First Reformed Blu-ray Review

Ernst Toller sits at a desk, pen to pad, writing in his journal. It is a way, he notes, to communicate and a form of prayer. He challenges himself to utilize the task for a year. All mistakes–say, an undotted i or a misused word–will remain.

Awaiting him is only a handful of worshippers. The First Reformed church, while hundreds of years old, has seen far better days, and now relies mostly on funds from a nearby megachurch, run by Pastor Jeffers (Cedric Kyles, better known as Cedric the Entertainer). Reverend Toller (Ethan Hawke, MAUDIE) does not like asking for favors, but is aware of just how important it can be to seek help. He is visited one day by Mary Mensana (Amanda Seyfried, THE LAST WORD), who has recently found out she is pregnant. She welcomes the pregnancy, but is met with push by her husband, Michael (Phillip Ettinger, COMPLIANCE), a member of an environmentalist group who can’t imagine raising a child in such a world.

First Reformed

Toller has his own demons, his own doubts. The son he urged to go into the military was killed in Iraq; his wife, unable to cope, left him; his health is showing clear signs of decay. He wishes to help, as is his nature, but there is much still to be tended to on his end.

There are heavy themes weaved throughout FIRST REFORMED. It would be easy to let all of these–illness, death, environmental crisis, to check off a few–weigh down the film, to make it exhaust the audience by utter relentlessness in convincing them that, yes, this is a serious drama film. This is a heavy film, certainly, but writer/director Paul Schrader keeps a steady enough hand where nothing in the content feels forced. (There are some believability issues with a subplot involving Mary, but it’s approached seriously enough where it doesn’t hinder what has come before and after it.)

There are stunning moments in FIRST REFORMED, some that shock through sight and others than present complexity through conversations. These offer a jolt, sometimes subtly, that put so much at stake. All are handled expertly, showing in part that Schrader, whose career dates back to the mid-’70s, still has much to offer.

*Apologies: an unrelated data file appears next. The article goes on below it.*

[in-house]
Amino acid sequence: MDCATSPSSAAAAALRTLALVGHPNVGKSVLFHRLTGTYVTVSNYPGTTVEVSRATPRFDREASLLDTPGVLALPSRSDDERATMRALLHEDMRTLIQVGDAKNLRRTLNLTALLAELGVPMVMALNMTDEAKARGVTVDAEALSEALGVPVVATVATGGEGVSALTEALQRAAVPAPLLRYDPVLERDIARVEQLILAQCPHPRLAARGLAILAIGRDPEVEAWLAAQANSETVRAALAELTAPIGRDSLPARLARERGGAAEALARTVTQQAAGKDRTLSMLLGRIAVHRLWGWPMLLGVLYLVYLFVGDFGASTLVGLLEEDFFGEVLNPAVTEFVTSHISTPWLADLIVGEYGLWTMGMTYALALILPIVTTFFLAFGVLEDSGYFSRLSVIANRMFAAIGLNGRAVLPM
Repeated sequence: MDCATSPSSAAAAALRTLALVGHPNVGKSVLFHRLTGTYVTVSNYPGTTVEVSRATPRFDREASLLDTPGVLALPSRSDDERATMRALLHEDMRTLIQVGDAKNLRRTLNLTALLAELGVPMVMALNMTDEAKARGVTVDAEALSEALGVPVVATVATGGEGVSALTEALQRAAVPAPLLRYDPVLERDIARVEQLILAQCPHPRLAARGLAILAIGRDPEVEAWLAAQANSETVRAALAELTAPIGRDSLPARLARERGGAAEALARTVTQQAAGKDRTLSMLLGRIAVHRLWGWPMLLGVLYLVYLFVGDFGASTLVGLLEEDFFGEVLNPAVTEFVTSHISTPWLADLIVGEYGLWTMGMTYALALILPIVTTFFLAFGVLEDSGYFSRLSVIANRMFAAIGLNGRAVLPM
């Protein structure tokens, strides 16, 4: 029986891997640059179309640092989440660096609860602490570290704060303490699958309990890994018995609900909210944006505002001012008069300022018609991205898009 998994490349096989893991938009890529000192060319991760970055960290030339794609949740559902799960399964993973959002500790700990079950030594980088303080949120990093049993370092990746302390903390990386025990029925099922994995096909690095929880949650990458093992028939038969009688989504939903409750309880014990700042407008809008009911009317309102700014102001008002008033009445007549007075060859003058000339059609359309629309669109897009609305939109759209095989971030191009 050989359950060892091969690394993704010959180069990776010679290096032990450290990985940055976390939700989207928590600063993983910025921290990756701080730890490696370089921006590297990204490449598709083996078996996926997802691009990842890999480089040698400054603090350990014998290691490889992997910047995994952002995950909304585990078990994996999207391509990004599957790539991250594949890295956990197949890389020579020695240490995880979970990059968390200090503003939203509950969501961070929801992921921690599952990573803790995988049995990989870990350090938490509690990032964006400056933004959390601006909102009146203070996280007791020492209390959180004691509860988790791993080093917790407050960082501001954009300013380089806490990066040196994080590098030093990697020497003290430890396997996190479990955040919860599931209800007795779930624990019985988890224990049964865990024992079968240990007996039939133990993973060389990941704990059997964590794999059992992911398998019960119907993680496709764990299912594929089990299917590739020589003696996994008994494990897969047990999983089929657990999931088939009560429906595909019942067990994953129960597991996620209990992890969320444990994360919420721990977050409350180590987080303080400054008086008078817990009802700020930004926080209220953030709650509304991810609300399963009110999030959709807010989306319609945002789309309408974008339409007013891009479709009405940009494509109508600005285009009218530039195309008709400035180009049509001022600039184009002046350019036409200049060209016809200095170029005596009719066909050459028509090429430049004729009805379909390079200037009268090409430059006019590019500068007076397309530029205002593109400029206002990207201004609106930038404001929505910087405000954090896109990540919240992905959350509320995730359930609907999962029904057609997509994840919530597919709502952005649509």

First Reformed

To see these actors handle all of this, too, is a treat. Ettinger does much with such little screentime; Seyfried is at her best, demonstrating her dramatic abilities at a dimension we had yet to see; and Hawke is near his best, developing one of the most fascinating characters of his kind.

FIRST REFORMED is not what might be considered an “easy” watch. It will challenge the viewer and perhaps make them ask certain questions of themselves regarding ideas of forgiveness, grief and more. It sticks, through its themes and through its genuine approach, better than nearly any movie this year.

BLU-RAY REVIEW

Video: 1.33:1 in 1080p with MPEG-4 AVC codec. Details are strong and colors, while limited in palette and quite muted, show up accurately.

Audio: English 5.1 DTS-HD Master Audio. Subtitles in English and Spanish. Dialogue is without flaw and the atmospheric sounds (birds, the echoes of the church) are natural.

Audio commentary with director Paul Schrader: Schrader offers a pretty strong commentary, going into personal and production details for the duration.

Discernment: Contemplating FIRST REFORMED (15:43): Interviews (with Schrader, Ethan Hawke and Cedric Kyles) and behind-the-scenes footage provide an overview of the plot, characters and production.

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